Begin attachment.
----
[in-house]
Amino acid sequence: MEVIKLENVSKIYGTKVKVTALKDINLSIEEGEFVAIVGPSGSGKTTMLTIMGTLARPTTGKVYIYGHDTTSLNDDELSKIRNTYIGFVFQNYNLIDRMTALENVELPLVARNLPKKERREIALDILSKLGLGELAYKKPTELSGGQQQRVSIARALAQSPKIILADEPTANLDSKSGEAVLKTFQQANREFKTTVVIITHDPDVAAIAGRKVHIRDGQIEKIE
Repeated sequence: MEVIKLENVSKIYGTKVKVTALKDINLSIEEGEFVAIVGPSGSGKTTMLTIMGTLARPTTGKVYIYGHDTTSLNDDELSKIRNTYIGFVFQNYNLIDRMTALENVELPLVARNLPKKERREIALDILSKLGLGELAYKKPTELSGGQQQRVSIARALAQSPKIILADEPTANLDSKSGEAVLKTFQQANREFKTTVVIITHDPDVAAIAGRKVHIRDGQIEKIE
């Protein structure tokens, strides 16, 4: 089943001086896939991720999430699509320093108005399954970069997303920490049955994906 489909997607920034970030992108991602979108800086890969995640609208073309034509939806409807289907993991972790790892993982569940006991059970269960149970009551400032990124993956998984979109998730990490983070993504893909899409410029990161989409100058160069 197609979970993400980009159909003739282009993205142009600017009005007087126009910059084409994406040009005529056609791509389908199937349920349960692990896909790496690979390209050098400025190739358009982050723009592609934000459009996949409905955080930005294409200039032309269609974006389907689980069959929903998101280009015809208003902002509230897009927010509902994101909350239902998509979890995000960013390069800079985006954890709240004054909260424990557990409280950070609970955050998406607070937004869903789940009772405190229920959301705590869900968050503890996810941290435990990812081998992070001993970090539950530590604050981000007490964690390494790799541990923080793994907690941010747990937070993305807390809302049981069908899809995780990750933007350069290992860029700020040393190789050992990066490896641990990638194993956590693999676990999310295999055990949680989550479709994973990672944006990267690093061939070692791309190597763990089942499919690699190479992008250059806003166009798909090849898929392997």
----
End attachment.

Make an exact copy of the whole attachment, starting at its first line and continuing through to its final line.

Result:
[in-house]
Amino acid sequence: MEVIKLENVSKIYGTKVKVTALKDINLSIEEGEFVAIVGPSGSGKTTMLTIMGTLARPTTGKVYIYGHDTTSLNDDELSKIRNTYIGFVFQNYNLIDRMTALENVELPLVARNLPKKERREIALDILSKLGLGELAYKKPTELSGGQQQRVSIARALAQSPKIILADEPTANLDSKSGEAVLKTFQQANREFKTTVVIITHDPDVAAIAGRKVHIRDGQIEKIE
Repeated sequence: MEVIKLENVSKIYGTKVKVTALKDINLSIEEGEFVAIVGPSGSGKTTMLTIMGTLARPTTGKVYIYGHDTTSLNDDELSKIRNTYIGFVFQNYNLIDRMTALENVELPLVARNLPKKERREIALDILSKLGLGELAYKKPTELSGGQQQRVSIARALAQSPKIILADEPTANLDSKSGEAVLKTFQQANREFKTTVVIITHDPDVAAIAGRKVHIRDGQIEKIE
């Protein structure tokens, strides 16, 4: 089943001086896939991720999430699509320093108005399954970069997303920490049955994906 489909997607920034970030992108991602979108800086890969995640609208073309034509939806409807289907993991972790790892993982569940006991059970269960149970009551400032990124993956998984979109998730990490983070993504893909899409410029990161989409100058160069 197609979970993400980009159909003739282009993205142009600017009005007087126009910059084409994406040009005529056609791509389908199937349920349960692990896909790496690979390209050098400025190739358009982050723009592609934000459009996949409905955080930005294409200039032309269609974006389907689980069959929903998101280009015809208003902002509230897009927010509902994101909350239902998509979890995000960013390069800079985006954890709240004054909260424990557990409280950070609970955050998406607070937004869903789940009772405190229920959301705590869900968050503890996810941290435990990812081998992070001993970090539950530590604050981000007490964690390494790799541990923080793994907690941010747990937070993305807390809302049981069908899809995780990750933007350069290992860029700020040393190789050992990066490896641990990638194993956590693999676990999310295999055990949680989550479709994973990672944006990267690093061939070692791309190597763990089942499919690699190479992008250059806003166009798909090849898929392997």